Brokerage account

What is a brokerage account?

A brokerage account is an account in the name of an investor, held by a securities firm or brokerage. The account is used to buy investments such as stocks, bonds, mutual funds and real estate investment trusts (REIT). The account is funded by the investor.

Deeper definition

The purpose of a brokerage account is to allow you to buy securities and investments through your broker. The account is held by the broker, in your name, and contains your money, which you use to buy securities and other investments. To trade, you need to deposit sufficient funds into your brokerage account. Usually, the brokerage requires that you deposit cash, although some firms accept credit cards.

The underlying principle behind a brokerage account is that you should always have sufficient funds available in the account to pay for trades and associated commissions. Some brokerage firms require a minimum deposit. Proceeds from the sale of investments as well as dividends and interest are paid into the account and can be transferred to the investor’s private account.

Before you open a brokerage account, you need to select a brokerage. There are three kinds of brokerage firms:

  • A full-service brokerage provides comprehensive investment advice and an account executive who personally handles your portfolio. This is the most expensive option.
  • A discount brokerage executes your trades, but does not offer investment advice. Fees are much lower.
  • An online brokerage is where you place orders to buy or sell electronically. This is a common option for new investors, and fees are generally low.

Along with the services offered, you should research the fees that brokerages charge related to how you plan to trade. Essentially, there are two methods of investing:

  • Trading, where you seek to earn money by benefiting from short-term price fluctuations. With this form of investing, you make numerous trades but need to be careful because it’s easier to lose money. Trading is not for beginners.
  • Passive investing, where you carefully research stocks and buy with the intention of holding them for a time, usually a number of years. Passive investing requires patience, but it’s the safest way to grow capital.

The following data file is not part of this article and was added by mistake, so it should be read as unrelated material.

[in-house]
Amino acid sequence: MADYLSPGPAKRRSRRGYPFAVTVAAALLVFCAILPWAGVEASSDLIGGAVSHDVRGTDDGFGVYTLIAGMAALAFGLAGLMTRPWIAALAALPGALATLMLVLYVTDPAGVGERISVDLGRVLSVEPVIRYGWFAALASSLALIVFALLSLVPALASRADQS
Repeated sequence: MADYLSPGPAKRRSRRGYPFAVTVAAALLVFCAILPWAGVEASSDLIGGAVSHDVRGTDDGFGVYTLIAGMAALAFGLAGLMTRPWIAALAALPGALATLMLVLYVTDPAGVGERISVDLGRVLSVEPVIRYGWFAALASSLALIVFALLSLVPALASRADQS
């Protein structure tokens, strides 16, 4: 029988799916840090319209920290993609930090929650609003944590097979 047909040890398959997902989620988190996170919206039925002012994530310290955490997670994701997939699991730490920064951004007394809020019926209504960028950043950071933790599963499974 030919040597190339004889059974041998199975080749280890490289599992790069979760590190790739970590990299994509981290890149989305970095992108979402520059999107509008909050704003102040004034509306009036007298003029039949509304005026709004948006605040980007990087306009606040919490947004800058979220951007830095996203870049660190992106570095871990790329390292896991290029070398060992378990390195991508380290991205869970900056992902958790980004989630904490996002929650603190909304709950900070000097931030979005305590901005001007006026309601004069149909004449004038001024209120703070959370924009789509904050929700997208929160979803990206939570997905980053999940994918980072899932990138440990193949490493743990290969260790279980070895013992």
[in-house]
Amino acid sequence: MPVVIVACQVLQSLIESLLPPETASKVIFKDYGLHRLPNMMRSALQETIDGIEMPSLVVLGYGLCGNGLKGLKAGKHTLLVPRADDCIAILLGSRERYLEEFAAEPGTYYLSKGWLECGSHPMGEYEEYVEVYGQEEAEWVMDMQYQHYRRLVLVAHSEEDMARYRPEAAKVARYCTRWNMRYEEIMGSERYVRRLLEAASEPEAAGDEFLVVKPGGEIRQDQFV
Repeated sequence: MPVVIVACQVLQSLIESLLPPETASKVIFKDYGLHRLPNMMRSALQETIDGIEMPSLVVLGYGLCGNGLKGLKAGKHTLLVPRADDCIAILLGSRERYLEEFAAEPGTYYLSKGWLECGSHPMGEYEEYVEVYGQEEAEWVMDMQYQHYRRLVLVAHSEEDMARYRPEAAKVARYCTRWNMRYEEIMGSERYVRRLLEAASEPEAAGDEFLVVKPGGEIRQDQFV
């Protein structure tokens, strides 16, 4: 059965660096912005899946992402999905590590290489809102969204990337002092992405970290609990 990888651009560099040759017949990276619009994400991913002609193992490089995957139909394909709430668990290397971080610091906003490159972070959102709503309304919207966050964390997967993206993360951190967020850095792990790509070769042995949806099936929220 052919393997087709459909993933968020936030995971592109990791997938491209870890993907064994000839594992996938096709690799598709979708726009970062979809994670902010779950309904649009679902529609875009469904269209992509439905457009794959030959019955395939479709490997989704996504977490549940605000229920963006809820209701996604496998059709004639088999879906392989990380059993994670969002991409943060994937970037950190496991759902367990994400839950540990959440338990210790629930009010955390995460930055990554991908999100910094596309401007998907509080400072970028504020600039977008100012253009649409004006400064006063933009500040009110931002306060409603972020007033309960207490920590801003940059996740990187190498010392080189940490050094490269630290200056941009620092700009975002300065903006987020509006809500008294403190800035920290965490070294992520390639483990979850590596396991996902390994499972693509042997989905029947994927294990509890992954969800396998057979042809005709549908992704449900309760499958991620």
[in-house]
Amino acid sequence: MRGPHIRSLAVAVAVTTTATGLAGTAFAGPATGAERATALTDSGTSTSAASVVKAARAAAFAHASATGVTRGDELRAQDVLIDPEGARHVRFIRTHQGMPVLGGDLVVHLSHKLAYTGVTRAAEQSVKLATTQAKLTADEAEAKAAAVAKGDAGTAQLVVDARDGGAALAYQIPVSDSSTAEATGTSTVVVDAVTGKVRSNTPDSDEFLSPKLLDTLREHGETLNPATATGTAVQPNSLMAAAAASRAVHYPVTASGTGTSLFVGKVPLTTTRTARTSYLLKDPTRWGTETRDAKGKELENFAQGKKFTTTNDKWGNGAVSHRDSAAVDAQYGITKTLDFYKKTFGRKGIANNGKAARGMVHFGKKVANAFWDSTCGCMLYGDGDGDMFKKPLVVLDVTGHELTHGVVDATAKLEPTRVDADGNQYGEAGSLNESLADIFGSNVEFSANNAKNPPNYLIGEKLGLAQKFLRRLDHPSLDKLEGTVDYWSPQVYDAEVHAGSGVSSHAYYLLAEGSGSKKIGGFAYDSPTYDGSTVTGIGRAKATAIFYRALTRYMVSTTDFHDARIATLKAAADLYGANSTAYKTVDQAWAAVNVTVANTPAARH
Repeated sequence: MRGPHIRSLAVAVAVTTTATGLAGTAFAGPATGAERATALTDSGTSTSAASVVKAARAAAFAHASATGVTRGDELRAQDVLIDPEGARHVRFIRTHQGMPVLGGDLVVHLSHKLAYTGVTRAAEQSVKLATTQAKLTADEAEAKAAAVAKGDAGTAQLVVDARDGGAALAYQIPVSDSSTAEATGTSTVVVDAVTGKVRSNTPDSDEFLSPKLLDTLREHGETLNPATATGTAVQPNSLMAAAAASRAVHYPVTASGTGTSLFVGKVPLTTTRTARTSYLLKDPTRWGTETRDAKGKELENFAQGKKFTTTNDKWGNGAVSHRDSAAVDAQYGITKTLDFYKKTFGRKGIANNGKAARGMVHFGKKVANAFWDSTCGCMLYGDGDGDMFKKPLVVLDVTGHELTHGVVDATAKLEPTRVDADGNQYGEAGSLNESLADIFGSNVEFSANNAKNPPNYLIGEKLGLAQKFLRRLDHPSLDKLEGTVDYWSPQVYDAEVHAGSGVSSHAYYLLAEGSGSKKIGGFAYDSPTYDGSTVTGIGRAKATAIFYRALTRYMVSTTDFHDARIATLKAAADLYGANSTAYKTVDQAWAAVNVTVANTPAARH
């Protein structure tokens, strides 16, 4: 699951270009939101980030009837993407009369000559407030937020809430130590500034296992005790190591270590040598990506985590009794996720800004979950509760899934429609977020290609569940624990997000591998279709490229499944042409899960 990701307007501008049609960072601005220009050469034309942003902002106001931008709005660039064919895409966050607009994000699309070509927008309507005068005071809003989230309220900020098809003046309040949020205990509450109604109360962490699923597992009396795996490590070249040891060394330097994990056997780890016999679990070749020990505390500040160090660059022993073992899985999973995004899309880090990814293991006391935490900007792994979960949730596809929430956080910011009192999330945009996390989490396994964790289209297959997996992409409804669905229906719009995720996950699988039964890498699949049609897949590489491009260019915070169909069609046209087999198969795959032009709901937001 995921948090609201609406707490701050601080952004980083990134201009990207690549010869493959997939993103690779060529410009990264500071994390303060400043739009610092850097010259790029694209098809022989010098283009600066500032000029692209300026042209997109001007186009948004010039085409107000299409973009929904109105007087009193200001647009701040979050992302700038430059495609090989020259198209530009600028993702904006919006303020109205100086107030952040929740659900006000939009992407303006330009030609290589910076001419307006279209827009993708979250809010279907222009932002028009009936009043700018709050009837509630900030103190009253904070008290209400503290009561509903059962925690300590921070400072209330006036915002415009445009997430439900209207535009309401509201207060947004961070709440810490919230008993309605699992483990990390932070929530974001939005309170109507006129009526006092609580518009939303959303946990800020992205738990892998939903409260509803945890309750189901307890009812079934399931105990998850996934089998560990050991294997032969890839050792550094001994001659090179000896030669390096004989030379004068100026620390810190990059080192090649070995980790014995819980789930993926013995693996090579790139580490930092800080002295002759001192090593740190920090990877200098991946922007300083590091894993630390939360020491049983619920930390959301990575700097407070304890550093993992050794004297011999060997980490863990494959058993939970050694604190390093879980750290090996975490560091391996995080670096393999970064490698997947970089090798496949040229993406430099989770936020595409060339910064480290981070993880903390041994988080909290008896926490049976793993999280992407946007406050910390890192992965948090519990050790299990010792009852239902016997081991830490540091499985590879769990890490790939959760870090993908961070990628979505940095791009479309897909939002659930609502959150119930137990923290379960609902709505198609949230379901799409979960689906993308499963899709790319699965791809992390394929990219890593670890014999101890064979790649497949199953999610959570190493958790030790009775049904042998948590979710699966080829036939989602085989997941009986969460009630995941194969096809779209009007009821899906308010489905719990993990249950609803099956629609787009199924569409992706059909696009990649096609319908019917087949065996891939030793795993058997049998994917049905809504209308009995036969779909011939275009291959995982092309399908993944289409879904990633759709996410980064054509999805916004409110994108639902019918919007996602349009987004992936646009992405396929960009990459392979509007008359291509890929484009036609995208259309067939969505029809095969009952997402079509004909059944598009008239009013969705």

A brokerage account is used to invest in different securities, including:

  • Stocks in public companies.
  • Sovereign bonds issued by treasury and government agencies.
  • Corporate bonds.
  • REITs
  • Mutual funds.
  • Exchange-traded funds (ETF).
  • Stock options and derivatives.

Brokerage account examples

If you are new to investing in stock markets and other securities, a good way to start is to register with an online brokerage. Before you invest, take time to understand the differences between the various forms of investments and the risks associated with these investments. Bonds, mutual funds, ETFs, and stocks are safer than derivatives. If possible, attend an online investing course. Remember that there is always a risk associated with investments in securities. Use money you don’t currently need.

Once you have decided your strategy, select a brokerage that suits your planned approach.

Register and open your account by depositing the required minimum amount. When you are ready to trade, ensure that you have sufficient funds to cover the trade. When trading stocks, you specify the price you are prepared to pay for the stock, the number of shares you intend to buy, and the period your trade remains open. If the conditions you have specified are met, the trade will take place.

Other Investing Terms

Prudent investor rule

Prudent investor rule is a term every investor should understand. Bankrate explains it.

Fiduciary rule

The fiduciary rule describes what a financial advisor can do with your money.

Repurchase agreement (repo loan)

A repurchase agreement is a short-term loan to raise quick cash. Bankrate explains.

Derivative

Derivative

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